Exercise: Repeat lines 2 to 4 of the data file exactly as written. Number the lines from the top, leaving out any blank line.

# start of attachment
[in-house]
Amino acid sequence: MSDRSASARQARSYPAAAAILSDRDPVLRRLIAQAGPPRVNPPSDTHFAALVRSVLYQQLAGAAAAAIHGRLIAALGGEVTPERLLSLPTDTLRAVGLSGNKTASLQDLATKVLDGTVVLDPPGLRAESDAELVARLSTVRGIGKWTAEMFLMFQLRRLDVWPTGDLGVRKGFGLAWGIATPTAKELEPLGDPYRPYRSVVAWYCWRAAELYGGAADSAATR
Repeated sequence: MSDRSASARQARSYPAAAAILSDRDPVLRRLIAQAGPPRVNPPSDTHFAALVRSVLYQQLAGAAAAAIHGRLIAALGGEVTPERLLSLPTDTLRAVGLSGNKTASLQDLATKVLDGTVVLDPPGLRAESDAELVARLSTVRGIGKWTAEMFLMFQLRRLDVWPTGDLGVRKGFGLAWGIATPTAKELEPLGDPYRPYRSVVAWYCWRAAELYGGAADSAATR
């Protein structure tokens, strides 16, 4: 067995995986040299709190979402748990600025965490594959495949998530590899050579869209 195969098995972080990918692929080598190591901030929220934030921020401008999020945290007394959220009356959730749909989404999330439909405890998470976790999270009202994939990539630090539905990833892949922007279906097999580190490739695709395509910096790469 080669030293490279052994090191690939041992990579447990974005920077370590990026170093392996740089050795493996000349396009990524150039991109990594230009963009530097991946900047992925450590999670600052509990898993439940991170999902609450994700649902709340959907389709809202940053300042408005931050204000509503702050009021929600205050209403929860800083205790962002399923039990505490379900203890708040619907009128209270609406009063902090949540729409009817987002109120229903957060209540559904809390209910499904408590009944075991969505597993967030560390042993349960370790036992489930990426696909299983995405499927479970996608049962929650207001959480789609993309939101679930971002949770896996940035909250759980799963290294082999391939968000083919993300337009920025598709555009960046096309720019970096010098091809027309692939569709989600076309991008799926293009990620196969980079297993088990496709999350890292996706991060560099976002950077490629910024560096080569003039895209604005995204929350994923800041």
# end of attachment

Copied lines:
Amino acid sequence: MSDRSASARQARSYPAAAAILSDRDPVLRRLIAQAGPPRVNPPSDTHFAALVRSVLYQQLAGAAAAAIHGRLIAALGGEVTPERLLSLPTDTLRAVGLSGNKTASLQDLATKVLDGTVVLDPPGLRAESDAELVARLSTVRGIGKWTAEMFLMFQLRRLDVWPTGDLGVRKGFGLAWGIATPTAKELEPLGDPYRPYRSVVAWYCWRAAELYGGAADSAATR
Repeated sequence: MSDRSASARQARSYPAAAAILSDRDPVLRRLIAQAGPPRVNPPSDTHFAALVRSVLYQQLAGAAAAAIHGRLIAALGGEVTPERLLSLPTDTLRAVGLSGNKTASLQDLATKVLDGTVVLDPPGLRAESDAELVARLSTVRGIGKWTAEMFLMFQLRRLDVWPTGDLGVRKGFGLAWGIATPTAKELEPLGDPYRPYRSVVAWYCWRAAELYGGAADSAATR
């Protein structure tokens, strides 16, 4: 067995995986040299709190979402748990600025965490594959495949998530590899050579869209 195969098995972080990918692929080598190591901030929220934030921020401008999020945290007394959220009356959730749909989404999330439909405890998470976790999270009202994939990539630090539905990833892949922007279906097999580190490739695709395509910096790469 080669030293490279052994090191690939041992990579447990974005920077370590990026170093392996740089050795493996000349396009990524150039991109990594230009963009530097991946900047992925450590999670600052509990898993439940991170999902609450994700649902709340959907389709809202940053300042408005931050204000509503702050009021929600205050209403929860800083205790962002399923039990505490379900203890708040619907009128209270609406009063902090949540729409009817987002109120229903957060209540559904809390209910499904408590009944075991969505597993967030560390042993349960370790036992489930990426696909299983995405499927479970996608049962929650207001959480789609993309939101679930971002949770896996940035909250759980799963290294082999391939968000083919993300337009920025598709555009960046096309720019970096010098091809027309692939569709989600076309991008799926293009990620196969980079297993088990496709999350890292996706991060560099976002950077490629910024560096080569003039895209604005995204929350994923800041």